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Mainichi wins prestigious award for reporting on eugenics law sterilizations

This photo shows a file of records about "eugenics operations" found in a cabinet at a department in charge of childrearing support in the Miyagi Prefectural Government in northern Japan. (Mainichi)

TOKYO -- The Mainichi Shimbun won this fiscal year's Japan Newspaper Publishers & Editors Association Award for its campaign reporting on the forced sterilization operations conducted on disabled people and others under the now-defunct eugenics protection law, the association announced on Sept. 5.

In its statement explaining the reason for giving the award, the association said that the reporting "played a leading role among media coverage on the subject and brought about moves to support the victims of such surgeries."

The prestigious award is the 30th won by the Mainichi Shimbun, the highest number among Japanese media organizations.

The coverage was led by a team of reporters including Hiroshi Endo of the Sendai Bureau, and started with a report on Dec. 3, 2017, in the Mainichi morning edition that a woman in her 60s in Miyagi Prefecture in northern Japan will file the first lawsuit against the government for damages caused by such an operation she was forced to undergo when she was 15.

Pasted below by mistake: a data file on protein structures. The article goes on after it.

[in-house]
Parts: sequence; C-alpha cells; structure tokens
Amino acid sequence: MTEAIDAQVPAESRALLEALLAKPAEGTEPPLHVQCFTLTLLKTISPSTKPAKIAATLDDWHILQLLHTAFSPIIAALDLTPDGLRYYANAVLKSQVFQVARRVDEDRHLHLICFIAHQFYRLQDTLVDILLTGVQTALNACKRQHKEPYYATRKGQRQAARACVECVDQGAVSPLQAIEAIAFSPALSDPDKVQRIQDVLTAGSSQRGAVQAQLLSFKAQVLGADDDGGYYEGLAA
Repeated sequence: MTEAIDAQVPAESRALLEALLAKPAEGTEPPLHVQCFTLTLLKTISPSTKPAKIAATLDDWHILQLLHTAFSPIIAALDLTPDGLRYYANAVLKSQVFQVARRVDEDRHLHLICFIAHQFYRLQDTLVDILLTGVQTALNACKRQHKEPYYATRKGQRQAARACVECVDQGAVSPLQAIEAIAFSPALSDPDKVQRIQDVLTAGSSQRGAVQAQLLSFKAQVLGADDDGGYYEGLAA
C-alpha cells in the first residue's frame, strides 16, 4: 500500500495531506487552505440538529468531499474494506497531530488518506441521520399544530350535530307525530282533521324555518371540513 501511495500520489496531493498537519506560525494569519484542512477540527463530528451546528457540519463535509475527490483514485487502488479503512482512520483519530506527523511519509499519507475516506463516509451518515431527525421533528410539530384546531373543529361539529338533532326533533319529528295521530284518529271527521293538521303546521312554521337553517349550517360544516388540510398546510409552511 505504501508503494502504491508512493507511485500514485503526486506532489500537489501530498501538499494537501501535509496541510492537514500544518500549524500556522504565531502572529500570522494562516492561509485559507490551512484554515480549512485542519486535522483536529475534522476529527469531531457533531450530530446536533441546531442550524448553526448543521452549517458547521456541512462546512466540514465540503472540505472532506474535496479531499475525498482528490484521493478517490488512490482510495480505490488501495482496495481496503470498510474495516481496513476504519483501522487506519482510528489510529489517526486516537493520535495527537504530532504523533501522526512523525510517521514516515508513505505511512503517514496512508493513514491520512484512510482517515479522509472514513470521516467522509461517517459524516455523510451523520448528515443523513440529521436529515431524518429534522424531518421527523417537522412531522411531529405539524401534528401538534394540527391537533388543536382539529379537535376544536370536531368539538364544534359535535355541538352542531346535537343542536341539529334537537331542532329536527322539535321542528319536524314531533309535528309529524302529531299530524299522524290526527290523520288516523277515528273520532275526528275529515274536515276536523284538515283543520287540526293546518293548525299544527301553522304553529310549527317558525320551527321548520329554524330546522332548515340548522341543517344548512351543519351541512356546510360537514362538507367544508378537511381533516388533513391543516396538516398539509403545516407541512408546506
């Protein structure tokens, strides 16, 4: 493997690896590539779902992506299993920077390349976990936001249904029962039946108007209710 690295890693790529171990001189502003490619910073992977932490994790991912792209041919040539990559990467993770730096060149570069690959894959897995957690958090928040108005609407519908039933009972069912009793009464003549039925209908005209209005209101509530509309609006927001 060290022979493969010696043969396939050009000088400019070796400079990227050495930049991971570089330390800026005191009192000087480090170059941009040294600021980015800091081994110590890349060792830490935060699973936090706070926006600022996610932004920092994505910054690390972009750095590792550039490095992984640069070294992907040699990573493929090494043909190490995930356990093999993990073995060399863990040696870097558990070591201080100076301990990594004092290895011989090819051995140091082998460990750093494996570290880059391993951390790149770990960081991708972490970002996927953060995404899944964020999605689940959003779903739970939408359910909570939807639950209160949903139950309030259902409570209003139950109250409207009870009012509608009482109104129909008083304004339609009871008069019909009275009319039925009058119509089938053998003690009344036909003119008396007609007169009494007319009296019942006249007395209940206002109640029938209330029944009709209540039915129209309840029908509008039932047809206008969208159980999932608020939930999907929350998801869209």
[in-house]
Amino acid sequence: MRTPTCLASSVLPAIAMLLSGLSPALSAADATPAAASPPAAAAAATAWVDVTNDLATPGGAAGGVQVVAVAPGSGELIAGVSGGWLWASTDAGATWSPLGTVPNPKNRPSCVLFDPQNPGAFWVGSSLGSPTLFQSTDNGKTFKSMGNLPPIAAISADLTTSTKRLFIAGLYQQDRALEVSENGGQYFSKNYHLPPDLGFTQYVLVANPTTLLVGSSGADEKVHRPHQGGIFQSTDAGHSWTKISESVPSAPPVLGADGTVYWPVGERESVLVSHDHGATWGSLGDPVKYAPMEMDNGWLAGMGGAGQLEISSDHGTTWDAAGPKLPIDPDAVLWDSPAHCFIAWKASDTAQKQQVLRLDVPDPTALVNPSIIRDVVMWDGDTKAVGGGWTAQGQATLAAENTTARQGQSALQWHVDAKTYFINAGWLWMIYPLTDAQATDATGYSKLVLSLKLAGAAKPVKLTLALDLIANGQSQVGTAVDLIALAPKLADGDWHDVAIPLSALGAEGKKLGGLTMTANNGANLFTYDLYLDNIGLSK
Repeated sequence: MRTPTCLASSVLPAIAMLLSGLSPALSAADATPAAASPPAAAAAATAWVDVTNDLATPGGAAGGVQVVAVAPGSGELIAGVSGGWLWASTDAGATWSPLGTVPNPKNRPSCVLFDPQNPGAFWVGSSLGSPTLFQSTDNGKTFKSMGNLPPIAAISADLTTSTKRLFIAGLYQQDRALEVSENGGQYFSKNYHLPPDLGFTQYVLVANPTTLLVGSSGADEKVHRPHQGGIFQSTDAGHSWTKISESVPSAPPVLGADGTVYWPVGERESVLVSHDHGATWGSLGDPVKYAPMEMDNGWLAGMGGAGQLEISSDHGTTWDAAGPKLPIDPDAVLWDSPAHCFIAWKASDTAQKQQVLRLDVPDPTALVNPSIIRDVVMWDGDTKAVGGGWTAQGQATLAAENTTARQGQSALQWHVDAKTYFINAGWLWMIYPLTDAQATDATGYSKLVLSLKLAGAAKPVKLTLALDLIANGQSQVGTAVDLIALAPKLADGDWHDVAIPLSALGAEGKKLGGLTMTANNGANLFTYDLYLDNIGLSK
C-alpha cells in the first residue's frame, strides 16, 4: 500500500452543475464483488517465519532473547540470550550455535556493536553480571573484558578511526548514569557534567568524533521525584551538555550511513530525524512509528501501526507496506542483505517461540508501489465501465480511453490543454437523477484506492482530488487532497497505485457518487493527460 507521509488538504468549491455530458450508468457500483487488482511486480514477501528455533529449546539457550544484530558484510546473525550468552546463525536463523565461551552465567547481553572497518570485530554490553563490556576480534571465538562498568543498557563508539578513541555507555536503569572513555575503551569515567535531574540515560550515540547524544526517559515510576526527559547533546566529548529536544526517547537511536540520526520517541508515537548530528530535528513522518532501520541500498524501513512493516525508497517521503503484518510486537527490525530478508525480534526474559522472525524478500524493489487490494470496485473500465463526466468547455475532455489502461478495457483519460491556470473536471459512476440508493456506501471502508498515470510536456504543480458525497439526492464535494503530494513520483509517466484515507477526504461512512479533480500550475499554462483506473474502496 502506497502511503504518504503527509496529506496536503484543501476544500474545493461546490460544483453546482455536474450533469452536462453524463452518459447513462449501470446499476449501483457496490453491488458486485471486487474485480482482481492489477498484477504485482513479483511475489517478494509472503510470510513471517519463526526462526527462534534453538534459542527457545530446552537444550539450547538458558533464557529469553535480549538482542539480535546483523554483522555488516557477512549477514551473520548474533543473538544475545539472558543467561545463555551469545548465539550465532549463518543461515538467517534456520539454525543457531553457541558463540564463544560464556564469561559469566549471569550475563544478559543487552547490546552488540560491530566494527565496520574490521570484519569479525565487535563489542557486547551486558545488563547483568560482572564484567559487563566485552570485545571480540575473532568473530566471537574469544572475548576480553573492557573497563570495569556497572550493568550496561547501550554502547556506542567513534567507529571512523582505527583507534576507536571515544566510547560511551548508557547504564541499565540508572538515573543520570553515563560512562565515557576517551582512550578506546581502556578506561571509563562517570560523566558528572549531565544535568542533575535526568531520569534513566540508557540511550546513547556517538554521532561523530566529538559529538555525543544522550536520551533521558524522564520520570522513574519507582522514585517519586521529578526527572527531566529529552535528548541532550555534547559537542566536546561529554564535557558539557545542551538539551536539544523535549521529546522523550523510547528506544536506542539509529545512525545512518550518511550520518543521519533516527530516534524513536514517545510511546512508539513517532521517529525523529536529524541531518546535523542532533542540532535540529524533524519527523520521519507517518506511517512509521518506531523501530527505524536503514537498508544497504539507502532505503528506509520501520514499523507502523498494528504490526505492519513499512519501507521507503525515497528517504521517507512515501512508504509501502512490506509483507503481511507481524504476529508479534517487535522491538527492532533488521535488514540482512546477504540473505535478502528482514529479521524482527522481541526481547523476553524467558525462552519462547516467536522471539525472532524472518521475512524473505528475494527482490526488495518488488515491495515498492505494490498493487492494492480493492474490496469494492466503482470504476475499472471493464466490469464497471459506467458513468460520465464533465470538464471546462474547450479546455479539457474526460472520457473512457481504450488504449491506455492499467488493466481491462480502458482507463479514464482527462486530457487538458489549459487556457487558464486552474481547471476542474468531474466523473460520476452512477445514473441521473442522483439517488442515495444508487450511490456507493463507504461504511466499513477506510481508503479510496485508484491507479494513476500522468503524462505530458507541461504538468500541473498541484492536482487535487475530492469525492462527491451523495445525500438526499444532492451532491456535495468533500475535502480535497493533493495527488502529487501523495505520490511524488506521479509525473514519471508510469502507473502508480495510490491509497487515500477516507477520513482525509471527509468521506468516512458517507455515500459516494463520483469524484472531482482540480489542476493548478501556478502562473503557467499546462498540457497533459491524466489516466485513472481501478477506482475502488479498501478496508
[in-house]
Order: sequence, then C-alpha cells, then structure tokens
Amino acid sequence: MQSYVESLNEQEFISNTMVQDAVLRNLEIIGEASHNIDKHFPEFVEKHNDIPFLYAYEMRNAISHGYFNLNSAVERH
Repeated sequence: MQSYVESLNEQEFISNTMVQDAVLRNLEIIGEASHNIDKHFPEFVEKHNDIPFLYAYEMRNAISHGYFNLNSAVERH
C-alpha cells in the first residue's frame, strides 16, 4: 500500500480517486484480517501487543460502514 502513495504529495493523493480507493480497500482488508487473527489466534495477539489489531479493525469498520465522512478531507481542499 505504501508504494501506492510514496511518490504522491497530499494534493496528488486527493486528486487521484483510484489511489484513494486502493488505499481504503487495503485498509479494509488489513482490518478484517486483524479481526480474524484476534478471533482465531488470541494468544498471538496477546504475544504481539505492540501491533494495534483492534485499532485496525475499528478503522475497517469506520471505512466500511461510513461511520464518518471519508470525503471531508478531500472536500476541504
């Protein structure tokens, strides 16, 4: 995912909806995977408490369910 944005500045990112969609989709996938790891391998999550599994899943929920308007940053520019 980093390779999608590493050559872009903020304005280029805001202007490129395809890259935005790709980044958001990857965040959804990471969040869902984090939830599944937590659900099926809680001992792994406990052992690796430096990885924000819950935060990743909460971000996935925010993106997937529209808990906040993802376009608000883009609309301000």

Subsequent reports on the subject shed light on the circumstances and sufferings of victims of such surgeries who could not come forward to express their hardships fearing discrimination and prejudice. The Mainichi also ran interviews with doctors and officials involved in such procedures, and dug up the background to the law's formation and related records left at prefectural governments and public archives across the nation.

The campaign reporting, which Mainichi reporters nationwide participated in including those at the Local News Department, has led to efforts by various Diet members to create a mechanism of redress, a nationwide survey about the victims by the central government and additional damages lawsuits filed by victims at many district courts.

(The Mainichi Shimbun)

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